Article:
What is vitiligo?

vitiligoVitiligo is a condition in which areas of skin lose their normal pigment and so become white. It is common, and affects about 1% of the world’s population. It can start at any age, but in about half it does so before 20 years of age. Its course is unpredictable, but it tends to progress slowly, with periods of stability often lasting several years. The pigment may return in some patients, but this cannot be guaranteed, and seldom does so completely.

What causes vitiligo?

The pigment that gives your skin its normal colour is melanin, which is made by cells known as melanocytes. In patches of vitiligo the melanocytes are absent, and the reason for this is not fully understood.

However, vitiligo is considered to be an ‘autoimmune’ condition in which the body’s own immune system rejects some of its own tissues (melanocytes in the case of vitiligo). Consistent with this, thyroid disease and other autoimmune conditions are more common in individuals with vitiligo.

It affects men and women of all races equally, but is most obvious in people with dark skins. It is not infectious. There is no medical evidence of any link between diet and vitiligo.

Is vitiligo hereditary?

Yes, vitiligo has a genetic basis, although only about a fifth of those with vitiligo know of someone in their family who also has it. The exact type of inheritance has not yet been worked out. If you have vitiligo, it does not necessarily follow that your children will develop it too.

What are the symptoms of vitiligo?

These fall into two groups:

  • Natural sunlight causes sunburn of the pale areas very easily.
  • Those affected by vitiligo may find it a cosmetic embarrassment, especially when it affects normally exposed skin. Vitiligo will stand out more obviously when the surrounding skin is tanned or in naturally dark-skinned individuals.

Vitiligo is not an itchy or sore condition.

What does vitiligo look like?

Vitiligo consists of skin that totally lacks the normal melanin pigmentation, and is thus completely white. It is usually symmetrical. The skin otherwise feels entirely normal. The most common sites for vitiligo are the hands and face, around body openings (the eyes, nostrils, mouth, umbilicus and genital regions), and within body folds such as the underarms and groin. When hair-bearing skin is involved, the hair may lose its pigment.

Repigmentation often commences around hair follicles, initially giving a rather speckled appearance.

How will vitiligo be diagnosed?

The diagnosis is usually easy to make by its appearance. Occasionally, examination under an ultraviolet lamp is helpful, especially in light-skinned people. Once the diagnosis of vitiligo has been made, your doctor may want to take a blood sample to check for thyroid disease and for other autoimmune conditions.

Can vitiligo be cured?

At present, there is not a guaranteed cure for vitiligo, although treatment may be helpful.

How can vitiligo be treated?

There are a number of treatment options that can be discussed with your GP or dermatologist. Often no treatment may be required other than good sun protection, especially in pale-skinned individuals.

  • Sunscreens Areas of vitiligo will burn easily in the sun. The use of a sunscreen with a sun protection factor (SPF) of 30 or higher helps to protect skin affected by vitiligo, and also, when applied more widely, reduces the contrast between the areas of vitiligo and the surrounding normal skin. Other standard sun protection measures, such as appropriate clothing and sun avoidance, should also be employed.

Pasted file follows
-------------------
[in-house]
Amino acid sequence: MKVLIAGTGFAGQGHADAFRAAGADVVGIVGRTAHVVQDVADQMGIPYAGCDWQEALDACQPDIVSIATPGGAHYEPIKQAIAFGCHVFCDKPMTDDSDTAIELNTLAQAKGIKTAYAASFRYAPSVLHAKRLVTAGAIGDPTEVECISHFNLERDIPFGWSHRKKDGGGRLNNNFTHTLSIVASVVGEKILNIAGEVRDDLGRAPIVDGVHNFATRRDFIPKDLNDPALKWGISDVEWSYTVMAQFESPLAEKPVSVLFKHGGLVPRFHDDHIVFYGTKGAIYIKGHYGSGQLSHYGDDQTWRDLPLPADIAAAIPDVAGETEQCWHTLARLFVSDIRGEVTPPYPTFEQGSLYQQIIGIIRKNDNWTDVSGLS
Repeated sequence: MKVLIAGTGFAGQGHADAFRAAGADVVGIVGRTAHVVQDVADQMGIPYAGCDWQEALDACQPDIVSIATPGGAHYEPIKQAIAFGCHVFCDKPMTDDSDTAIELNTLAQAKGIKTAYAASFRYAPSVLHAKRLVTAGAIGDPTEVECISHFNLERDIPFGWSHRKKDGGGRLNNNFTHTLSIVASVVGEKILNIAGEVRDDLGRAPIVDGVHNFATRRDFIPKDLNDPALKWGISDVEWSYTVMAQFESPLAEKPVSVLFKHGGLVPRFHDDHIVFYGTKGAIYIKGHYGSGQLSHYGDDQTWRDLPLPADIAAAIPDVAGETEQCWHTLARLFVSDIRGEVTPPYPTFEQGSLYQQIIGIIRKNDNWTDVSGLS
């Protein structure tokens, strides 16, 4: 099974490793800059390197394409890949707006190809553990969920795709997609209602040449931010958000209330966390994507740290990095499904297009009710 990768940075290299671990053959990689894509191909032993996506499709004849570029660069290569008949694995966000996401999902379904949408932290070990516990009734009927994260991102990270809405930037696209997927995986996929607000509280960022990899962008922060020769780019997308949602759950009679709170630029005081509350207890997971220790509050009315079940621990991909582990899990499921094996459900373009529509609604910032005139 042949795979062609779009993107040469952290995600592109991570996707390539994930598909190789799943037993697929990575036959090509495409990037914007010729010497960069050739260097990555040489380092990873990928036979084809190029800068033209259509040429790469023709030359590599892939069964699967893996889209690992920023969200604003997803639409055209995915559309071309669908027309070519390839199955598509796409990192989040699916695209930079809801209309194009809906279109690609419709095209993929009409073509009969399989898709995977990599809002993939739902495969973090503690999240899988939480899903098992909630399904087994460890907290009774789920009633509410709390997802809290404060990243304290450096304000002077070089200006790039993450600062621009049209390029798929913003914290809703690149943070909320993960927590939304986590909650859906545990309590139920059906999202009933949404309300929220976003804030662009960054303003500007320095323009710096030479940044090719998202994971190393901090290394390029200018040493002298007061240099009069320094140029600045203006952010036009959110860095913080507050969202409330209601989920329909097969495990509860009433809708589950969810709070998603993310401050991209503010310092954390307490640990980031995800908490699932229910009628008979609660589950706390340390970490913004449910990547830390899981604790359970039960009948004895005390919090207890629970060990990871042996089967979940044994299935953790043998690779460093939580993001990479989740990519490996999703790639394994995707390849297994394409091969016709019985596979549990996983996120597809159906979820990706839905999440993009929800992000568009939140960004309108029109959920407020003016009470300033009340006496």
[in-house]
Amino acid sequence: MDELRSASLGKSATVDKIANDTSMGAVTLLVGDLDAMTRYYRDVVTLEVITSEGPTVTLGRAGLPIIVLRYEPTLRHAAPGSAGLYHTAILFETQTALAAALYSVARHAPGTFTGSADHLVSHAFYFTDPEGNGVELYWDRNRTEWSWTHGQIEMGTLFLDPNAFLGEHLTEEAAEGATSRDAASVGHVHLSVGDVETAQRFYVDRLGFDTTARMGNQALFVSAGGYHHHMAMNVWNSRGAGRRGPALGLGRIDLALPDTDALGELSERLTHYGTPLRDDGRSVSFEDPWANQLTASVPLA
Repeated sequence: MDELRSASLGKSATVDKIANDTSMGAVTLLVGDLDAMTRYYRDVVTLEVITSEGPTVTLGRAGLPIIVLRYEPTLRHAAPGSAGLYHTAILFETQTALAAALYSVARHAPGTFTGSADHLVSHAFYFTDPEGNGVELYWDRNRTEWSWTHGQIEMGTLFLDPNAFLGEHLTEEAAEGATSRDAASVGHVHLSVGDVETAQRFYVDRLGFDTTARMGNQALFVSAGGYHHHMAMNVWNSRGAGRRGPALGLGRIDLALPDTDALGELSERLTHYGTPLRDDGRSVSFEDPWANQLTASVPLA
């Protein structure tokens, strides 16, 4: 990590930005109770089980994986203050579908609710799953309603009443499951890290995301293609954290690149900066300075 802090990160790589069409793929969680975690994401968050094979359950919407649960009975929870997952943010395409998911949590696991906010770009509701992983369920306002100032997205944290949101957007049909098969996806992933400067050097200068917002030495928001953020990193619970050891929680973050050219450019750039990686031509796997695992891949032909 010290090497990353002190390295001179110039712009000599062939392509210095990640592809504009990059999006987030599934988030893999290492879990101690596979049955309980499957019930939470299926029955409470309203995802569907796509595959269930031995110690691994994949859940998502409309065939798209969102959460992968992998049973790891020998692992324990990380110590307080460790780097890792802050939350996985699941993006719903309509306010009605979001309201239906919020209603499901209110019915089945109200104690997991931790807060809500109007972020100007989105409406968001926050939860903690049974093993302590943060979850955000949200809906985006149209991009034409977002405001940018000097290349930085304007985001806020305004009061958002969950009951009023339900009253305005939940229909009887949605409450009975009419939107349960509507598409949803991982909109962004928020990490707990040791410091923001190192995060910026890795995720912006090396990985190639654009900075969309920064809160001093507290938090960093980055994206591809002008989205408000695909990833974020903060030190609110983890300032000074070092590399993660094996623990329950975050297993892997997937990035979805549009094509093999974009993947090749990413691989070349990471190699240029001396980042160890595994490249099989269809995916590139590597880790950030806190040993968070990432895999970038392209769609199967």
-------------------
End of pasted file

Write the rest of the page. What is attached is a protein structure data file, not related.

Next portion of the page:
• Topical corticosteroids The application of a potent or very potent corticosteroid cream or ointment to areas of vitiligo may restore some pigment, but side effects, such as thinning of the skin and stretch marks, are a real risk with continued use.
  • Other topical preparations Other types of anti-inflammatory creams and ointments, such as calcineurin inhibitors (tacrolimus and pimecrolimus) and vitamin D analogues, may also restore pigment in some patients.
  • Phototherapy This involves exposing affected skin to ultraviolet light, despite the fact that skin which has lost its pigment is much more susceptible to the damaging effects of ultraviolet radiation. Phototherapy may be helpful in a proportion of individuals with vitiligo. However, treatment needs to be very prolonged (lasting at least several months), full repigmentation is unusual and cosmetically sensitive areas such as the fingertips and the skin around the lips are less likely to improve.
  • Surgical treatment This process involves transplanting small islands of normal skin into the areas of vitiligo and appears to work best in cosmetically sensitive areas. These techniques are still being developed and are not yet in general use.
  • Removing the remaining pigment If vitiligo has spread very widely (more than 50% of the body) or involves large areas of the face or hands, it may very rarely be reasonable to consider removing the small amounts of pigment that are left using a bleaching chemical (hydroquinone). This results in total depigmentation, and the emotional, social and medical implications must be carefully discussed before this treatment is used.
  • Psychological treatments Coping mechanisms may be useful in selected cases of vitiligo.
  • Cosmetic camouflage Advice from experts about cosmetic camouflage is now widely available. There are good quality camouflage cosmetics in a range of colours that are hard to rub off, and can be waterproof. Your GP or dermatologist will arrange instruction in this technique, if you so wish. Fake suntans can sometimes effectively disguise vitiligo.

Self care (What can I do?)

  • Be careful in the sun; use sunscreens and protective clothing.
  • Use cosmetics if you want to.
  • Bear in mind that vitiligo is a cosmetic issue and does not affect the real you.


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